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Infinity is the property of something limitless.
It is represented by the symbol , introduced in the 17th century by the English mathematician John Wallis.
The word "infinity" comes from Latin infinitas, meaning “boundless”. In the sentence “There is no more than X apples in this bag”, if one can't replace X with any fixed number (even immensely large), then the bag contains an infinite collection of apples.
Various fields study infinity or its consequences: mathematics of course (where it is best understood), but also physics and philosophy.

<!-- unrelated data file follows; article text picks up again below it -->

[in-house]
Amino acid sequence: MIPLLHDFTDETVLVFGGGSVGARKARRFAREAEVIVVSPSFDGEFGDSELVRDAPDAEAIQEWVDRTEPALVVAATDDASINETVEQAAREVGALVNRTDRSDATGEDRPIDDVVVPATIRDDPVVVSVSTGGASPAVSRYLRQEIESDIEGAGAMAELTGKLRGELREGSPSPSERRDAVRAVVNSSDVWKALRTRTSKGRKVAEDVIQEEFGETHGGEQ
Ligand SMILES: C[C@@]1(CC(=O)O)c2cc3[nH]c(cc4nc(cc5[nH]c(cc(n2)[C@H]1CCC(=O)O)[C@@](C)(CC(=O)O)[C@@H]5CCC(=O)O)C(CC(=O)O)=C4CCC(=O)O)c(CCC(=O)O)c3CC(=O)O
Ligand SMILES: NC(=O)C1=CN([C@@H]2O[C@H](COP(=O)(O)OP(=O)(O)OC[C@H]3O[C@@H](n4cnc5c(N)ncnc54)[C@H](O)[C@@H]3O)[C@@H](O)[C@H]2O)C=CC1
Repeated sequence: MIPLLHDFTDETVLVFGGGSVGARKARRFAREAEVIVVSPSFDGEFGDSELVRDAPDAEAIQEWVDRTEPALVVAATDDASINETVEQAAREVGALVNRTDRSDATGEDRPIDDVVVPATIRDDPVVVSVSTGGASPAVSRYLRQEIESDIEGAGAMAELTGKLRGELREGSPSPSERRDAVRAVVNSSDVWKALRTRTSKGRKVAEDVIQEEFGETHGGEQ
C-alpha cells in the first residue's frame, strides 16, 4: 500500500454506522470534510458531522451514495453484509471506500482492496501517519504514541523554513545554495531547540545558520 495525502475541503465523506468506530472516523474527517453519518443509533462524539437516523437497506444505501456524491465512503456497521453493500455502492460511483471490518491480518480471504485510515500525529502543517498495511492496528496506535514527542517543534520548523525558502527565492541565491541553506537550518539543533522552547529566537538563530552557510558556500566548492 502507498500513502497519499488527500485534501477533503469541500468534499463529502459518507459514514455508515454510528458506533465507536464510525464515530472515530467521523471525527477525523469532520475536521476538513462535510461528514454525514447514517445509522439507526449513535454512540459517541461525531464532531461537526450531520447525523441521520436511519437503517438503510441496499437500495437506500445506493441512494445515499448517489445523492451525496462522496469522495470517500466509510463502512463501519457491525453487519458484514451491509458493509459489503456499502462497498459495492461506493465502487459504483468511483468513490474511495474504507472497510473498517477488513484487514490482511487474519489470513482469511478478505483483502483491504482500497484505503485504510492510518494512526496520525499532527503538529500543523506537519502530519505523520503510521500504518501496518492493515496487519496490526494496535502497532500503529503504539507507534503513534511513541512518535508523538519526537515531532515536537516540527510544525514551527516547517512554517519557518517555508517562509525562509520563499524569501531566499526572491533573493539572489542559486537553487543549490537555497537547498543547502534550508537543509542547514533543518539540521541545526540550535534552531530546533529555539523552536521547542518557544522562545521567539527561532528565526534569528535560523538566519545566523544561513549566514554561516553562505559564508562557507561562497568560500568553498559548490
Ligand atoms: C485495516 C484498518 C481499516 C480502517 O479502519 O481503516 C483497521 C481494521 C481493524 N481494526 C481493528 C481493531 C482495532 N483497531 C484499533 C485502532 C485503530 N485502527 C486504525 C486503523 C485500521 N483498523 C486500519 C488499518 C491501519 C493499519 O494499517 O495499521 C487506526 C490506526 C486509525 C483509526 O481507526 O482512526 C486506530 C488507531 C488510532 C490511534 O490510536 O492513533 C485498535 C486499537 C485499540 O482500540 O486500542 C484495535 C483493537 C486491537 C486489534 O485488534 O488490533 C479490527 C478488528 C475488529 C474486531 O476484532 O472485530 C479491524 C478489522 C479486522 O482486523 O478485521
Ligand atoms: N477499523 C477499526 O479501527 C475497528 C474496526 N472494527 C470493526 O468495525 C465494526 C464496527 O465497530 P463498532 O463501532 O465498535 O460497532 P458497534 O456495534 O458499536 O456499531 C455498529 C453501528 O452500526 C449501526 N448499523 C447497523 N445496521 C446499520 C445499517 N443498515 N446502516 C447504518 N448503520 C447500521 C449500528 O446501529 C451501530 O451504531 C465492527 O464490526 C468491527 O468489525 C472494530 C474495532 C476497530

Mathematically speaking, infinity is generally related to sets (the formal concept of a bag) in what is called the set theory. Let S be a set: S is infinite if (and only if):
- there is a strict subset T of S (i.e. T contains some, but not all, of the elements that S contains, and T does not contain any element that is not in S);
- there is a bijection between S and T (i.e. a way to associate every element in S to a distinct element in T).
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